It is estimated that a household consisting of 5 persons, would require approximately 20 liters of water per day for drinking and cooking purposes (4 liters/person/day). A 5000 liter capacity plastic storage tank complete with gutter and down pipe will cost Rs. 50,000. It is guaranteed to last at least ten years, and will provide households with independent access to potable water at an affordable price (25 cents/liter) at their door step. Rainwater harvesting is the most rational, cost effective, socially acceptable and ecologically sustainable method of providing clean drinking water to widely scattered rural households in the dry zone. The technology involved is simple and easy for rural people to understand, implement and sustain.

Seeing is believing

Reverse Osmosis Systems (R.O. Plants)

We do not believe that R.O. Plants are a viable solution for providing potable water for the following reasons:

1.   They are heavily dependent on imported technology.

2.   They are expensive to install and maintain requiring skilled technicians to ensure effective functioning of the filter membrane. R.O. Plants currently established cost approximately Rs. 2 million each. Filter membranes cost Rs.200, 000 – 300,000 and need regular replacement.

3.   Require an institutional set up to manage the operation and maintenance of equipment, and ensure equitable distribution of purified water to households.

4.   R.O. water costs the consumer (poor villager) four to eight times (Rs1-2 per liter) more than a liter of rain water.

5.   Reverse Osmosis facilities tend to be established in centralized locations (Schools, Hospitals and Community Centers). Villagers have to collect their water requirements (almost daily) from here. This is inconvenient and time consuming.

6.   Villagers have to depend heavily on ‘outsides’ to provide their potable water requirements. They are vary of the consequences of such dependence.

7.   Require electricity, water pumps, pressure pumps, expensive filter membranes and dug wells. Large R.O. implement and sustain. plants also require buildings to house them.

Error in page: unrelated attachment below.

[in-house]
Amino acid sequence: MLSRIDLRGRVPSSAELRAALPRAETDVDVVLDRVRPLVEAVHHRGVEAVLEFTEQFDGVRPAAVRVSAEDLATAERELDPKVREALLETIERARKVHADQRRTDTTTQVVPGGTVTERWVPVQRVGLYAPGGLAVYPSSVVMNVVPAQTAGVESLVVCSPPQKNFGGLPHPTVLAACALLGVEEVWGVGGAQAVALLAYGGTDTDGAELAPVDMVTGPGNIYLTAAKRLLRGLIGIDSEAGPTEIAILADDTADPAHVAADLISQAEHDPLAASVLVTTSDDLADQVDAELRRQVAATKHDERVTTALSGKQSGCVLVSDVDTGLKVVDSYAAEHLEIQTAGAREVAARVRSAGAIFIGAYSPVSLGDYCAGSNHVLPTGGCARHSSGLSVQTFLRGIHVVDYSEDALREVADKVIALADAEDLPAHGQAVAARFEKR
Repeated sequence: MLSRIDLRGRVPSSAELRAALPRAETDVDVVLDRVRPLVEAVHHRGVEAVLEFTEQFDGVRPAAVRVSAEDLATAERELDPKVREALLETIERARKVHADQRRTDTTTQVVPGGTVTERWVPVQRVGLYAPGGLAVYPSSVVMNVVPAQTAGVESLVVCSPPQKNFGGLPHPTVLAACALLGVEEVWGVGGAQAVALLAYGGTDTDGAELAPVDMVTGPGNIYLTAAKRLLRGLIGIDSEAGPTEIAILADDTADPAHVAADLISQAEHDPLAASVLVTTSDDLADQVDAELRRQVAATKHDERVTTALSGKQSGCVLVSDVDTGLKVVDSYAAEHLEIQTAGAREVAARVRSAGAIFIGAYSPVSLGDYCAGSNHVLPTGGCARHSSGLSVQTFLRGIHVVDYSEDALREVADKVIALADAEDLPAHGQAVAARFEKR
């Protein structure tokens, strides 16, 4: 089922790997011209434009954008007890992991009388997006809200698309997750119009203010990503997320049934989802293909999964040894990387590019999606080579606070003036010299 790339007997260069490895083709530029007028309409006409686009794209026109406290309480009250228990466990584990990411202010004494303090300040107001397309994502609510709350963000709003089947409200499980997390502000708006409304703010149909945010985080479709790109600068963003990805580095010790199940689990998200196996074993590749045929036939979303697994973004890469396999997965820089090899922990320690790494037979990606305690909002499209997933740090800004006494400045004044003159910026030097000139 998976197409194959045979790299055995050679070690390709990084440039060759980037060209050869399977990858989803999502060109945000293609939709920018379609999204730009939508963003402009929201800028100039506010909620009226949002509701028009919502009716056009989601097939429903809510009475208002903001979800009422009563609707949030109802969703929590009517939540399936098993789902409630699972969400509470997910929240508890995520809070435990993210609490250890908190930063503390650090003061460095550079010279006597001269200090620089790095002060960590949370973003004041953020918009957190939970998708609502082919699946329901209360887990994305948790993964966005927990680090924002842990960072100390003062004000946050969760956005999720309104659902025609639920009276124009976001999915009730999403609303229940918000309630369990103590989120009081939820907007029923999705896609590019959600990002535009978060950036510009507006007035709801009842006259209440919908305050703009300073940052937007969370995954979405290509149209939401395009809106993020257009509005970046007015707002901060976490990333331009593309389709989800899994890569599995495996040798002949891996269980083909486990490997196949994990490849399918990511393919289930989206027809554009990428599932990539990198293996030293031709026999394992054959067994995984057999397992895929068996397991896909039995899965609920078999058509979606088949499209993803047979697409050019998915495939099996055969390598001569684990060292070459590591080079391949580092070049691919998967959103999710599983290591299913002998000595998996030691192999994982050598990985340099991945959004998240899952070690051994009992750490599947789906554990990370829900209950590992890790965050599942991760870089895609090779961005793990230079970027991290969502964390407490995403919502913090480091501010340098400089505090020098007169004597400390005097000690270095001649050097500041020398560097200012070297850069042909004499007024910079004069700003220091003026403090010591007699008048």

8.   Effluent water carrying toxic substances is released to the environment (adding to further contamination of ground water). National Environment Act No 47 of 1980 prohibits discharge of effluents containing over 2mg/L (2 ppm) of Fluoride into surface water bodies (drainage canals etc). Feed water entering R.O. plants in CKDu endemic regions of the NCP frequently exceed 2 ppm Fluoride. Effluent water discharged from RO plants in such areas, is, therefore, likely to contain Fluoride levels exceeding the maximum permissible limit stipulated by the Environment Act.

9.   Are wasteful of water. For every liter of purified water, approximately one liter of water goes waste as effluent.

10. R. O. Plants depend on ground water (wells) as water source. Within the prevailing context of already over exploited ground water reserves, limited storage capacity of the ‘regolith aquifer of the hard rock region’ (a characteristic feature of the ‘dry zone’), further stress on precious groundwater reserves is fraught with danger. What will be the ecological consequences of heavy groundwater extraction by a large number of high capacity R.O. plants?

11. R.O. Plants are NOT sustainable within the current ecological and socio-economic context of dry zone farming communities.

12. What are the consequences for the National Economy of installing and maintaining several imported R.O. plants costing 8,000-10,000 U.S. $ each?

The only advantage of an R.O. plant seems to be the lower capital investment per household (which may vary from 5,000 to 10,000 rupees depending on the capacity of equipment). Cost per liter of purified water to the consumer, is however four to eight times higher than rainwater harvesting systems (as a result of increased operational costs).